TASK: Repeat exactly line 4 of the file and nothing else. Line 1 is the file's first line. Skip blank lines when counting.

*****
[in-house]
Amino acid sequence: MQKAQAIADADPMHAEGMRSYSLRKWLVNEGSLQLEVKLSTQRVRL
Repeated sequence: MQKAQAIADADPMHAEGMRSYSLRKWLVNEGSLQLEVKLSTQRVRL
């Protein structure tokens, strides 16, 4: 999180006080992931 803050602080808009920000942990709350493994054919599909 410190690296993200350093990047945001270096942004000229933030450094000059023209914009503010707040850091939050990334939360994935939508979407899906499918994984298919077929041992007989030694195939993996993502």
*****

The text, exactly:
């Protein structure tokens, strides 16, 4: 999180006080992931 803050602080808009920000942990709350493994054919599909 410190690296993200350093990047945001270096942004000229933030450094000059023209914009503010707040850091939050990334939360994935939508979407899906499918994984298919077929041992007989030694195939993996993502």